NAFTA and Corn

Corn is a pretty solid source of food. You can make cornbread. You can have corn on the cob and you can have corn off the cob. You can eat popcorn or you can have the variety of foods that have high fructose corn syrup. I promise this post will not all be about the ways you can prepare and eat corn, but it’s necessary to demonstrate how important of a food source it is (did I not mention that this is a food blog now?). Here’s another combination: NAFTA and corn!

The United States produces a whole bunch of corn (heh). According to Index Mundi, in 2016, they produced 386,758,000 metric tons of corn, 14.6% which was exported to other countries and 8.1% which was consumed domestically. The New York Times does a neat job outlining this, but Mexico consumes quite a bit of corn from the United States. Corn coming from the United States to Mexico added up to $2.6b this past year and even though it is a small percentage of the total $525b traded between the two countries, it is an important product as a representation of the two countries trading relationship.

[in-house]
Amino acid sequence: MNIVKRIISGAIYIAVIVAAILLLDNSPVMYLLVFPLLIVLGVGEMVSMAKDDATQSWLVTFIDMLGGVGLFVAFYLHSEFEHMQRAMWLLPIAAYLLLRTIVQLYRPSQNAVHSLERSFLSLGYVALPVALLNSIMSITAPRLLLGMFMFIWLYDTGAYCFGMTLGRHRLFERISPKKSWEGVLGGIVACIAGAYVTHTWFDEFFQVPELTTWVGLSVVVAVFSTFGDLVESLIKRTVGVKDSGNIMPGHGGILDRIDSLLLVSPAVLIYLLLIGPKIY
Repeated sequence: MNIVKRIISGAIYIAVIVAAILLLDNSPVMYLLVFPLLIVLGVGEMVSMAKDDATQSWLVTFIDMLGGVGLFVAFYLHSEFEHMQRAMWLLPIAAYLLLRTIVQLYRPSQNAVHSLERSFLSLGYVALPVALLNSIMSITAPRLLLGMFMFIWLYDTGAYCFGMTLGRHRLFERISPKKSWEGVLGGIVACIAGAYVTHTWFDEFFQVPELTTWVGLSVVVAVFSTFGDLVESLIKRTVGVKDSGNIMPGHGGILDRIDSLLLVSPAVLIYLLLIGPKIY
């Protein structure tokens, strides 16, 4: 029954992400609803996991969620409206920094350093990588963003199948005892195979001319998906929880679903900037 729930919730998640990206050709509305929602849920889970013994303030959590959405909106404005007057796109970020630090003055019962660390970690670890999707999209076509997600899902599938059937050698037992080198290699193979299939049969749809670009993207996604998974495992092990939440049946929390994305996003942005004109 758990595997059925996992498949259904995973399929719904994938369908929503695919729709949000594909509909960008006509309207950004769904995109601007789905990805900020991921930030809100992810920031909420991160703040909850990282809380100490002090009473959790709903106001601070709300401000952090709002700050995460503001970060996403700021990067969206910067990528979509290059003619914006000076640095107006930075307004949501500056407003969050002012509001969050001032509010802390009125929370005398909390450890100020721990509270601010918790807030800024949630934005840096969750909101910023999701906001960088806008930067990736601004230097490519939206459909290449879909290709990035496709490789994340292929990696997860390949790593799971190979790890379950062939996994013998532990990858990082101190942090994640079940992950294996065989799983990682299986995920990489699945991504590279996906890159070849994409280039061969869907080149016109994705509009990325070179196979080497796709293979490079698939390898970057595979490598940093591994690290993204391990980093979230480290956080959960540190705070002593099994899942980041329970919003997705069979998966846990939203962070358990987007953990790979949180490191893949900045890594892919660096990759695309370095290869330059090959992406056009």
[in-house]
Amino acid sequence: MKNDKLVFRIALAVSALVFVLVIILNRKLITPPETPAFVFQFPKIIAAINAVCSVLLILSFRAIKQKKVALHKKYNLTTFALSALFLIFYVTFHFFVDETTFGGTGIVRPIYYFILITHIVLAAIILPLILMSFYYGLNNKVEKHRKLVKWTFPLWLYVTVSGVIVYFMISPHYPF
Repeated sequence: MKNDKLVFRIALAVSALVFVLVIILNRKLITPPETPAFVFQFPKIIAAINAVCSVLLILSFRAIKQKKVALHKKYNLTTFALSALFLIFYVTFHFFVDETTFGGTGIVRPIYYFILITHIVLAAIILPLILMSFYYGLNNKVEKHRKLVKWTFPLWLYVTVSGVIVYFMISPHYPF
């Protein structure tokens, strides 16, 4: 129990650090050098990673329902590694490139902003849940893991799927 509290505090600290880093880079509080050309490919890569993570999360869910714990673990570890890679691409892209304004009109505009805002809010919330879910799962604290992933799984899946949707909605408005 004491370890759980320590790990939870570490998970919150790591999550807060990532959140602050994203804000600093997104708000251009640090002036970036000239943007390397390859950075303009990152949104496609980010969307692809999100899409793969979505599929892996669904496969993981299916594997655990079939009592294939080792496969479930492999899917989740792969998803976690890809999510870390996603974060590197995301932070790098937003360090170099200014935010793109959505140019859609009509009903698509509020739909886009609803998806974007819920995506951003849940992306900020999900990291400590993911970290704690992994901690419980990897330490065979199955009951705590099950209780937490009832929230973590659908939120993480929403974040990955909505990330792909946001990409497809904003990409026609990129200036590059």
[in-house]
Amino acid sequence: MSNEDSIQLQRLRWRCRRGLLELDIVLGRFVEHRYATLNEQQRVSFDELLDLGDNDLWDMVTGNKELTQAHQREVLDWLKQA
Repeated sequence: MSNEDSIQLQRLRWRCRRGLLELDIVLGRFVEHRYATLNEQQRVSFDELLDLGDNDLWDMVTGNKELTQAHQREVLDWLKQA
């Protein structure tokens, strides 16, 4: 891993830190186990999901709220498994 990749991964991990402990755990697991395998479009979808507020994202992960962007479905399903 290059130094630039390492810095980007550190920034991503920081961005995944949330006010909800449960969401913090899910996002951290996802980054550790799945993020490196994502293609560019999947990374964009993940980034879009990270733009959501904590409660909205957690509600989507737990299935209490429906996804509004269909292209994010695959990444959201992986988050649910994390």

Now, since President Trump has been so keen on reworking NAFTA to help the United States, Mexico seems to be fighting back. They are looking to buy their corn from different countries like Brazil and Argentina. Mexico would also be increasing production domestically and hurt the United States as Mexico is the United States’ highest importer of corn. Not only would it hurt them economically, but the image that the countries have built through their trading would take a hit because of the change in exporting and could affect their relationship down the road. The NYT has a good tidbit on this subject:

Mr. Trump has repeatedly asserted that Mexico has been the big winner under Nafta, and the United States the loser. But many leaders in the agricultural and food industry in the United States — not just in the corn market — hope Mr. Trump does not disrupt the agreement too much.

“When you mix politics with economics, you hope that economics influences your political decisions and not vice versa,” said Luis A. Ribera, associate professor of agricultural economics and director of the Center for North American Studies at Texas A&M University.

Even though Trump has relaxed his talk overall about completely restructuring NAFTA, it’ll be intriguing to watch if Mexico continues to stand strong against a restructure.

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